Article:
What could justify military action against Iran? Under international law, governments have the right to take military action to repel an armed attack and to preempt a certain and imminent attack. But the United States has not been attacked by Iran, and is clearly not in any imminent danger of armed attack. [. . .] Setting aside the sensationalist rhetoric of Iranian leaders, any realistic look at the Middle East and Iran must conclude that Iran’s military activities are primarily driven by fear and designed to preserve the regime. [. . .] The voluntary suspension of uranium enrichment by the Iranian government will only yield lasting results, however, if it is a part of a broad set of initiatives that guarantee security, peace, and economic development in Iran and the Middle East. Unilateral action against Iran in the absence of an overall plan for regional peace and security will be seen by most of the people of the region as aimed at safeguarding Israel’s supremacy and imposing an unjust peace on Palestinians and the broader Muslim world.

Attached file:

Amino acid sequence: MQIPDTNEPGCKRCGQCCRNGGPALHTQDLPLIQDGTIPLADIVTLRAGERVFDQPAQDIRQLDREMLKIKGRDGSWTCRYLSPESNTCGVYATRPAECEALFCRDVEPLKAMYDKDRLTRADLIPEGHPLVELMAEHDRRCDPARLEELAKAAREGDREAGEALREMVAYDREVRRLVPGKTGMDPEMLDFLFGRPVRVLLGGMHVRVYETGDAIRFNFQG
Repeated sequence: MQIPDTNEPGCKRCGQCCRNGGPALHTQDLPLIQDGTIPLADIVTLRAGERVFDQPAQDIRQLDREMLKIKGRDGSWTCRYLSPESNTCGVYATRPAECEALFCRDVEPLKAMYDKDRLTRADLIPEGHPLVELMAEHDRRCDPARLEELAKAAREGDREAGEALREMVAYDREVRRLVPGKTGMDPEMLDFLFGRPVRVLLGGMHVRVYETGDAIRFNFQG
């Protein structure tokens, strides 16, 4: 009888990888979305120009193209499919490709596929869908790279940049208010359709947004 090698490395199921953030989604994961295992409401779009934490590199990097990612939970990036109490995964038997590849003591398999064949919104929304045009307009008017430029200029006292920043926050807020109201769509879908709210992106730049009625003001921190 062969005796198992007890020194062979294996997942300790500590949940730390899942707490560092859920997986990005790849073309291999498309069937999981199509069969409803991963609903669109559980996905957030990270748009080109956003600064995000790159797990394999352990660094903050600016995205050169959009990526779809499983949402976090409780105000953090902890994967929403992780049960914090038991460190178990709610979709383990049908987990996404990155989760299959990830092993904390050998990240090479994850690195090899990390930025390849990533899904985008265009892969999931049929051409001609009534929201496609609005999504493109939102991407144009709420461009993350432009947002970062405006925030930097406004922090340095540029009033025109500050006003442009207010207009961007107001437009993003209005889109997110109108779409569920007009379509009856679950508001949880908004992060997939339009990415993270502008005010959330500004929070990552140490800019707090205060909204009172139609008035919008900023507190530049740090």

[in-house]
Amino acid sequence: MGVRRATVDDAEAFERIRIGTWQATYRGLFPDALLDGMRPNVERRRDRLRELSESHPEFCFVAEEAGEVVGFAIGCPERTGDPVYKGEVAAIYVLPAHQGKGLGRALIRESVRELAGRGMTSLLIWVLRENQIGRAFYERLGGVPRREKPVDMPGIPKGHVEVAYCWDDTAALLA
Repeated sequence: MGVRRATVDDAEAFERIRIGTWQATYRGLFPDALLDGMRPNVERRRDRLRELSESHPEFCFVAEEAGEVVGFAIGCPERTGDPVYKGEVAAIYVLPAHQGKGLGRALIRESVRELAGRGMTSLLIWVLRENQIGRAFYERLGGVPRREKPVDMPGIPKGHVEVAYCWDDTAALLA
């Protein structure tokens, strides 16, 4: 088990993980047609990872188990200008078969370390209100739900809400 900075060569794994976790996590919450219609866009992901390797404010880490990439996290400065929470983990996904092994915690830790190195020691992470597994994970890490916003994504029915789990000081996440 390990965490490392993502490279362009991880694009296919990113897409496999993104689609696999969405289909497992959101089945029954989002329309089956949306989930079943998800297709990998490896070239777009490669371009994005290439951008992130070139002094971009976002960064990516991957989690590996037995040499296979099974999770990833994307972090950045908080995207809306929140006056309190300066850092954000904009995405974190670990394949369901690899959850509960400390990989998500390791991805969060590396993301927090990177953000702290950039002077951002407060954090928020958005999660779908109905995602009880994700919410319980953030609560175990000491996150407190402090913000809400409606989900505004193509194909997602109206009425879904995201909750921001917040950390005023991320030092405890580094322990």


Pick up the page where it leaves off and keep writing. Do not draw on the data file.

See also this account of a Norman Podhoretz book reading at a Barnes & Noble: “a lady stood to say that she had over a hundred relatives in Iran: Why do you want to kill them?!” Basically, Iranians aren’t enthusiastic about the prospect of their country being attacked by the United States of America and this sentiments seems to hold more-or-less entirely across the Iranian political spectrum. Which, of course, is about what you’d expect given that Iran is a country populated by human beings. But if you’d like to unite the population of Iran around the only national government it’s got, and push its regime toward firmer alliance with whichever enemies of the United States it can find, then war sounds like a great option.